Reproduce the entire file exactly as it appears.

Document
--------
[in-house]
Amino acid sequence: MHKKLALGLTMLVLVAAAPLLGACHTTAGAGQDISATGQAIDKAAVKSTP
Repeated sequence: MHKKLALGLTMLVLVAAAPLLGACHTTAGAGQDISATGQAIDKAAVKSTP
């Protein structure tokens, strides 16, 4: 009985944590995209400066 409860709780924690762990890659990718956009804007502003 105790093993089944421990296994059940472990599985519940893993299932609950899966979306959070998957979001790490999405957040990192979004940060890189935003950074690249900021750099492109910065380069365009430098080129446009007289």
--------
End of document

[in-house]
Amino acid sequence: MHKKLALGLTMLVLVAAAPLLGACHTTAGAGQDISATGQAIDKAAVKSTP
Repeated sequence: MHKKLALGLTMLVLVAAAPLLGACHTTAGAGQDISATGQAIDKAAVKSTP
């Protein structure tokens, strides 16, 4: 009985944590995209400066 409860709780924690762990890659990718956009804007502003 105790093993089944421990296994059940472990599985519940893993299932609950899966979306959070998957979001790490999405957040990192979004940060890189935003950074690249900021750099492109910065380069365009430098080129446009007289």